CPR First Aid

Bluebottle Jellyfish are a Menace to Australian Swimmers

Bluebottle Jellyfish are a Menace to Australian Swimmers

The bluebottle jellyfish is a common sight in coastal waters around the world. While generally harmless to humans, they can deliver a painful sting. The venom of this jellyfish is potent enough to kill small fish and sea creatures. So if you’re swimming or boating in an area where these creatures are known to be present, it’s best to take precautions.

Always check for signs warning of their presence, and if you get stung, seek medical help immediately. Treatments available can lessen the sting’s effects, but it’s always better to avoid getting stung in the first place.

Bluebottles are Not True Jellyfish

What do bluebottle jellyfish look like? It is a species of venomous marine jellyfish, presenting a significant risk to swimmers and beachgoers in Australian waters. It gets its name from the blue colour of its floating barrel-like pneumatophore, which is inflated with gas and provides buoyancy.

The bluebottle (Physalia physalis) is also commonly known as the Portuguese man-of-war due to its similarities in appearance to the 17th-century sailing vessels of that name. Despite their striking resemblance, bluebottles are not true jellyfish but colonial organisms composed of several individual zooids, each with a specific function.

What do bluebottle jellyfish look like? It is a species of venomous marine jellyfish, presenting a significant risk to swimmers and beachgoers in Australian waters. It gets its name from the blue colour of its floating barrel-like pneumatophore, which is inflated with gas and provides buoyancy.

Beaches in Australia with Reported Bluebottles

Bluebottle jellyfish are reported along the east coast of Australia from northern New South Wales to southern Queensland. In summer, they are also found in waters off Western Australia and South Australia. Bluebottle jellyfish feed on small fish, crustaceans, and other marine invertebrates.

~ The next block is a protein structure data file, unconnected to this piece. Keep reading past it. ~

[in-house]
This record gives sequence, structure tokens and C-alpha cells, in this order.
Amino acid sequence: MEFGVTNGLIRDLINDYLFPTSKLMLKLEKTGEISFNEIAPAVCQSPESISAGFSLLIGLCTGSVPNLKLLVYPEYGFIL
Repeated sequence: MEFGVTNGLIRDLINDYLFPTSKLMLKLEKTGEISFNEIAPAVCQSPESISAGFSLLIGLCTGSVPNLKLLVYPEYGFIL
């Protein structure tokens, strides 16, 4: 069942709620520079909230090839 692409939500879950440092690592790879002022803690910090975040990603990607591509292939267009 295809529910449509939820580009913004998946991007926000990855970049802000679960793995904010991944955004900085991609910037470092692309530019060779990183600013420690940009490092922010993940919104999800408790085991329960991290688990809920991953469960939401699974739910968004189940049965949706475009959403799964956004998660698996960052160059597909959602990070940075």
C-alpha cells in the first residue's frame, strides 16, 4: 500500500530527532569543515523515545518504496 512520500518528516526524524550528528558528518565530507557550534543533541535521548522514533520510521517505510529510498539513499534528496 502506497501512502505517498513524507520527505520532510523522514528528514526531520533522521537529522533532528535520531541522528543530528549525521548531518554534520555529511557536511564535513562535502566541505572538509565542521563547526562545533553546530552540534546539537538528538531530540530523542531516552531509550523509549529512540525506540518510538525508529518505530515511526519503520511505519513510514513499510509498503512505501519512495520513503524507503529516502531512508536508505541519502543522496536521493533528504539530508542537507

What Causes a Bluebottle Sting?

The bluebottle’s venomous sting is what makes bluebottle jellyfish such a dangerous predator in the ocean. The sting is delivered by long, thread-like nematocysts fired into the skin of unsuspecting victims. Its venom contains a mixture of phenols and proteins that kills its prey but is harmless to humans. However, children, the elderly, and people with allergies may develop a severe allergic reaction to these proteins or phenols.

How Does a Bluebottle Jellyfish Sting Feel?

A bluebottle jellyfish sting feels like a sharp, burning pain. The pain is caused by the jellyfish’s venom, which is injected into the skin when the jellyfish’s tentacles come into contact with it. The venom causes the area around the sting to swell, become red and be very itchy. The sting is excruciating that may last for hours or even several days. In some cases, it can also lead to:

  • nausea
  • vomiting
  • difficulty breathing
  • the pain can be so severe that it requires hospitalisation

The tentacles moving about your body or touching the stung area worsen this pain. If you are stung by a bluebottle, it is essential to find medical assistance as soon as possible.

How Do You Know It’s a Bluebottle Sting?

The intense burning pain can recognise a bluebottle jellyfish sting it causes, as well as the red marks that it leaves on the skin. In some cases, the sting may also cause swelling and blistering.

The intense burning pain can recognise a bluebottle jellyfish sting it causes, as well as the red marks that it leaves on the skin. In some cases, the sting may also cause swelling and blistering.

Bluebottle Sting First Aid Steps

If you are stung by a bluebottle jellyfish in Australia, it is important to follow the proper first aid steps to minimise discomfort and the risk of further injury. What you need to do:

Remove the tentacles

Removing any remaining tentacles from the skin is vital as they can continue to sting even after the jellyfish is no longer present. This can be done with a pair of tweezers or by carefully rubbing the affected area with a piece of sandpaper, credit card, or similar object.